me as he goes. Quickly I follow him to the Ratel and take up my
position in my Number3s seat.
Sight data comes through on the radio while there is the fast
ripping sound of a Soviet-made RPD machine-gun somewhere
down in the floodplain. We launch high explosive bombs at the
opposite bank. I dont see them land. The enemy goes silent. Either
weve hit them or theyve decided not to attract further counterbombardment from us.
Excited chatter bursts across the fire group. The fear and tension
of the preceding minutes finds an escape hatch in the retelling of
what each one of us did or was doing when the shell exploded
and who had to share their foxhole with whom. There is nervous
laughter and thigh-slapping and relief. Now we have to pull the
camo net over the Ratel. We didnt do it last night in case we had
to pull out in a hurry and because it was dark.
Putting the camo net on is always a chore. The Ratel has many
little protuberances that snag the net and every little snag has to
be identified and released. Although its an exercise that we have
done often sometimes every day for days on end its guaranteed
to result in frayed tempers among a usually laid-back weapon crew.
Today is no exception.
After only the slightest hesitation I join Dave on top of the
Ratel. Hes started unrolling the net from its place on the roof, on
top of the spare tyre. Its an impossible job to do alone and already
hes going from one side of the vehicle to the other, repeatedly trying to unhook the net from some annoying piece of metal. He calls

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down to John and Deon, who are sniggering as they stand below,
watching us struggle. They start winding up the corporal. Its easily
done. The section leader corporals authority is a delicate matter,
as he is little more than a glorified troep. He lives with us, without
the distance of the platoon sergeant or lieutenant, so he has to be
friends with us too. We resent this. Daves a decent guy, but as
corporal he is the authority figure that commands the least respect.
The poor section leader gets kicked from below and above. His
stripes seem barely to cling to his arms; sometimes they may even
be invisible. I think he wishes they were. We take advantage of this.
Youre doing a great job, John and Deon call. Im not amused.
Ive come down from the adrenaline high and feel fatigued and
irritable. This is a pattern, and sometimes its a funny little pantomime. Typically John will follow me up after token resistance,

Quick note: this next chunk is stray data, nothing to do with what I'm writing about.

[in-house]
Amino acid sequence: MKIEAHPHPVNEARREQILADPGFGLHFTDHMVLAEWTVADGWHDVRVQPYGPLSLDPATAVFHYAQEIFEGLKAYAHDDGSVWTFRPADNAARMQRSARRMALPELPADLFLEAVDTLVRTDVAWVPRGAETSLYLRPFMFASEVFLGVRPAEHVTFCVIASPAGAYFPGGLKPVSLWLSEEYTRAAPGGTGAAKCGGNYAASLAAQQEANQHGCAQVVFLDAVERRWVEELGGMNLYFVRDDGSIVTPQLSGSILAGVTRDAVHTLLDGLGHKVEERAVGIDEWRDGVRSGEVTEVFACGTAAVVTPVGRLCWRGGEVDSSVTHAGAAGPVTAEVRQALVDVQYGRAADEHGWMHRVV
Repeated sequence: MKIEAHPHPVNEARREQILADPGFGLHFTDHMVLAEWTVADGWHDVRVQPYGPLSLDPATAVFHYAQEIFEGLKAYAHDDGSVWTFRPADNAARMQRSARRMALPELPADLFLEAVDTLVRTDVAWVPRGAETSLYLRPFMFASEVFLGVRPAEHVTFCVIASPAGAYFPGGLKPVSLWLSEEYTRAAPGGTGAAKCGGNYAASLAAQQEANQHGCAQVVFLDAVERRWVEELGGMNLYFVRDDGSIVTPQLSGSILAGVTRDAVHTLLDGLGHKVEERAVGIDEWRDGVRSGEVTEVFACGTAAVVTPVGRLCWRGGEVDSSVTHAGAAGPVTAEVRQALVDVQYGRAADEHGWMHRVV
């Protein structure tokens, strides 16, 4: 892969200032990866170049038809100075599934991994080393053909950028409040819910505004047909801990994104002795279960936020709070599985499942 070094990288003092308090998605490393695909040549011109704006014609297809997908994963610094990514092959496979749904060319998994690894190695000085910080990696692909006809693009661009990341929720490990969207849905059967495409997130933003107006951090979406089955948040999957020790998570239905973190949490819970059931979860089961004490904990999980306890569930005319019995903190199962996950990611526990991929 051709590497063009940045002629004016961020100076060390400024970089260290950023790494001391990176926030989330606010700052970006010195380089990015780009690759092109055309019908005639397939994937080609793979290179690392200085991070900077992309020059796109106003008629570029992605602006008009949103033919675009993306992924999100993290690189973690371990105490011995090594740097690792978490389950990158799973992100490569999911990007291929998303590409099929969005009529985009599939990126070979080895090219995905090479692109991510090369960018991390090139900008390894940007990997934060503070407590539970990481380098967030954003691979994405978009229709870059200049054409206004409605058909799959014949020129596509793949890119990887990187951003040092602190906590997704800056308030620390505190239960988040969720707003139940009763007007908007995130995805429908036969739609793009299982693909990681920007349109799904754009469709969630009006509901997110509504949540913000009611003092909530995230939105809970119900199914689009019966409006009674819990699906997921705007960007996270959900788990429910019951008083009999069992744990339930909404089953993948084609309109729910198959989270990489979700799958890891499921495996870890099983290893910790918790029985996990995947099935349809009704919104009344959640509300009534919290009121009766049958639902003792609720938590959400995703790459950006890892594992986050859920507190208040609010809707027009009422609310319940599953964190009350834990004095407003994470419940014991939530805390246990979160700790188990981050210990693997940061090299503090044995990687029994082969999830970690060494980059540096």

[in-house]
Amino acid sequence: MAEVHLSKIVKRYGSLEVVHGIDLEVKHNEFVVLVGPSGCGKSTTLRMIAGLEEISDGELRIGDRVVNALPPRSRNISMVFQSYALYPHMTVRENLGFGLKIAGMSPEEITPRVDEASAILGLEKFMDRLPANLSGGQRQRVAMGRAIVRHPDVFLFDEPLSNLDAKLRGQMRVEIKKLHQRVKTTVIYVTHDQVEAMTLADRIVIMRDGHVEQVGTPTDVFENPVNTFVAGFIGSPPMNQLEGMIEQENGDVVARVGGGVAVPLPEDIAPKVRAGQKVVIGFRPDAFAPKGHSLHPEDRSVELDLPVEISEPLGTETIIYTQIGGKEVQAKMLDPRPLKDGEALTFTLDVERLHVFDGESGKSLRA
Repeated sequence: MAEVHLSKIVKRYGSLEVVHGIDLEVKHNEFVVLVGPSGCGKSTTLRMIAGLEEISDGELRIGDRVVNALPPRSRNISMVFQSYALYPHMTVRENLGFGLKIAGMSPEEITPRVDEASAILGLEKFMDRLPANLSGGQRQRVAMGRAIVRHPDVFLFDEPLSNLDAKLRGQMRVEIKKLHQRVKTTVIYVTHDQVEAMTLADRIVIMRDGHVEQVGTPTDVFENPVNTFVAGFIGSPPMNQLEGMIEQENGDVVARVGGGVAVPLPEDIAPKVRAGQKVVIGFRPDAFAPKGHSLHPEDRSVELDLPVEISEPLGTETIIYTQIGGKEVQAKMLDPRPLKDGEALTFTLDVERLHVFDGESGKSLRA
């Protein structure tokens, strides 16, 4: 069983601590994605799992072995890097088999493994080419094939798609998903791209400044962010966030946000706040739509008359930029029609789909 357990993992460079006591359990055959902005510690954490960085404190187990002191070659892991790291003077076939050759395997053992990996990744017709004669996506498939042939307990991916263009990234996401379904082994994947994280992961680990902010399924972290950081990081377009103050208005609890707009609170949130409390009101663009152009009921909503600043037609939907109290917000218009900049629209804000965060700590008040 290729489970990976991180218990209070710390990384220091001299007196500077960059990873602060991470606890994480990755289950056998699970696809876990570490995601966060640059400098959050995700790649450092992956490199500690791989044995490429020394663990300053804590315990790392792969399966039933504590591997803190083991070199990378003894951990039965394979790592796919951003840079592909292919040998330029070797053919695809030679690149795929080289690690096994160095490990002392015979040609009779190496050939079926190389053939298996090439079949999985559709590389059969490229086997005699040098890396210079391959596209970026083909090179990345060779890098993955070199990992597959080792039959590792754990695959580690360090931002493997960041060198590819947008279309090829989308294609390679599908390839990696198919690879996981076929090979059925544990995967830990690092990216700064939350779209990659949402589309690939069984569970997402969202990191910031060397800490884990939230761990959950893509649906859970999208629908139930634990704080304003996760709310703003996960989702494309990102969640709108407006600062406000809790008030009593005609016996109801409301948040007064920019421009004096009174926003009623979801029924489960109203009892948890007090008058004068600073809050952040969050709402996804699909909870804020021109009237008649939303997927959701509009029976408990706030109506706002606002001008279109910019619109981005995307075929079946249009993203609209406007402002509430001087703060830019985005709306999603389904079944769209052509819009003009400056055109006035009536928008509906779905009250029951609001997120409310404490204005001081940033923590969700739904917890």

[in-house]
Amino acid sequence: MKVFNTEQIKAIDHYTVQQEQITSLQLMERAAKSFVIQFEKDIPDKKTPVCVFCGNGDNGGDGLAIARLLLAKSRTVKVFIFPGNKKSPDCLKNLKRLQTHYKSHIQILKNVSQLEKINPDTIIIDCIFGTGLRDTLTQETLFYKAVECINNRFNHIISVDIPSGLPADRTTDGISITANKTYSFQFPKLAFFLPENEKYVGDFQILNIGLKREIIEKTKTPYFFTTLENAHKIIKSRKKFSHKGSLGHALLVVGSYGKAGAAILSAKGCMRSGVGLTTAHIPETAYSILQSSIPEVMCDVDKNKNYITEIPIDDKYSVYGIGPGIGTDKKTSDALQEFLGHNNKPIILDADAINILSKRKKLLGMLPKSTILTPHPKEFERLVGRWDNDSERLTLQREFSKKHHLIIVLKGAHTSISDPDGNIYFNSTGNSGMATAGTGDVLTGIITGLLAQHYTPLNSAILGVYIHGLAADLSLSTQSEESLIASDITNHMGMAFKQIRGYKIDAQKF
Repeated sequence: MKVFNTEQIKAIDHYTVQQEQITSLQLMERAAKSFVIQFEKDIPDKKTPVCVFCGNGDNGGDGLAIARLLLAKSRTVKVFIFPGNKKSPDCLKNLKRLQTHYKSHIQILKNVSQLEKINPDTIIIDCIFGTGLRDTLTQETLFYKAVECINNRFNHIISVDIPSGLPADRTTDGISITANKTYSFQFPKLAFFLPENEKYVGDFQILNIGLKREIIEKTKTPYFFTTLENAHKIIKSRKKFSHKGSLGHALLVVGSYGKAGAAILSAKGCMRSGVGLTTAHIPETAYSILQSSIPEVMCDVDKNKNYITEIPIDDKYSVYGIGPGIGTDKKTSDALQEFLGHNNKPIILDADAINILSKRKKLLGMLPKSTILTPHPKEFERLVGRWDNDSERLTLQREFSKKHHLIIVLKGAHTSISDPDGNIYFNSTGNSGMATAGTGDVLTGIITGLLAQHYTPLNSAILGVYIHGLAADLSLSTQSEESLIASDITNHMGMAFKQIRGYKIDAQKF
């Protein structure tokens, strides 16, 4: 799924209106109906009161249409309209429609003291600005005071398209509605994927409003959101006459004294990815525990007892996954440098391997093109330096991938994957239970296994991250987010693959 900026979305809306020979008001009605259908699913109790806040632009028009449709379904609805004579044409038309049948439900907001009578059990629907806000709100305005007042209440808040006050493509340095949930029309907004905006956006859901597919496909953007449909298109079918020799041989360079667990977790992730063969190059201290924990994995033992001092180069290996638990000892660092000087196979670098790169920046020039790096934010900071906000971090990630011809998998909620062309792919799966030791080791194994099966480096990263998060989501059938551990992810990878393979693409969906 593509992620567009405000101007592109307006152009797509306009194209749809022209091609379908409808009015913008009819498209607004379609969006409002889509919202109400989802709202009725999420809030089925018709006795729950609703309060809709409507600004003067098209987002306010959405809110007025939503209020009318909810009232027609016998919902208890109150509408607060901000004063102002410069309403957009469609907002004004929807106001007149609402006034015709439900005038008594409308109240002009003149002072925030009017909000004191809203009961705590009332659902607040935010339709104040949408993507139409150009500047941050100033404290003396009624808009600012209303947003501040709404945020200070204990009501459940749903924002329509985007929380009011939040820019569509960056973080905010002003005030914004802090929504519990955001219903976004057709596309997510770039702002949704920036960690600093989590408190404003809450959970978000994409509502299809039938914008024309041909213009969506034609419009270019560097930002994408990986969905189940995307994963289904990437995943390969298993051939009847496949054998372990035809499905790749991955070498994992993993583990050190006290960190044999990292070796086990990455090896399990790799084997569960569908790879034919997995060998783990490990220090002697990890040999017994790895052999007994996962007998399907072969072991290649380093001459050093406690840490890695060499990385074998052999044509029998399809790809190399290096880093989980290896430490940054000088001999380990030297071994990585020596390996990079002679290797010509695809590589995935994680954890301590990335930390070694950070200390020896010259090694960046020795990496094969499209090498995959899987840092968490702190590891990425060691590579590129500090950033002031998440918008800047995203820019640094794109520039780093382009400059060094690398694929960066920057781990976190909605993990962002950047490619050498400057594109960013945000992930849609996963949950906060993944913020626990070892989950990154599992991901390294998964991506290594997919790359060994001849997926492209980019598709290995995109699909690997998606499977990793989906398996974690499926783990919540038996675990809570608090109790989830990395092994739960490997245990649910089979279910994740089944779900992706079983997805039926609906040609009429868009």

followed by Deon once the bulk of the work has been done. Our
driver, Gary, will usually pitch in conscientiously if he doesnt have
some or other maintenance task to perform on the vehicle.
Today feels different. Maybe its because weve just been directly
shot at for the first time. Perhaps were all tired from the long
sleepless nights spent battering through the Angolan bush and the
long sleepless days of being harassed by millions of flies. Deon says
something that I dont catch and Dave mimics his way of speaking
disparagingly. Its the final straw for a tension that must have been
building without my being aware of it. Deon walks slowly from
under the tree and climbs carefully up the side of the vehicle. On
top, he steps over to Dave, puts his hand on the corporals shoulder,
and punches him in the face.
Feel better? says Dave calmly.
Ja, lank, bru. Deon starts helping with the net as Daves eye
swells.
Once weve finished, I dig out my camera and take a photograph
of Deon standing in the hatch with the far bank, dark with trees,
behind him. Our first contact of the operation. My ProNutro break
fast lies in the sand. After the shelling my hunger deserted me.
No sooner has the worst of the tension seeped out of my body

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than there are three indescribably loud explosions in a row. I grab


my helmet and, as Im about to dash for the foxhole, the corporal
yells that theyre ours. G5s are pounding a target. The explosions
sound close, but I cant see them and I quickly realise that theyre
not so close its just that the G5s shell is so big that it sounds
much nearer than it is. Im thankful that Im not on the receiving
end of such a weapon.
Pack up, start up! Ons waai! comes the call from the corporal.
Were too exposed here and might attract more fire from the
FAPLA brigade. Rolling up the camo-net happens quickly now
that weve been on the receiving end of the enemy artillery. We
move back over the ridge and into the trees, and Im relieved.
The Lomba River is behind us the last big obstacle that the
advancing FAPLA army has to deal with before they have a clear
run to the strategic UNITA-held town of Mavinga.

* * *
Huge tipper trucks churn clouds of swirling dust into the air as I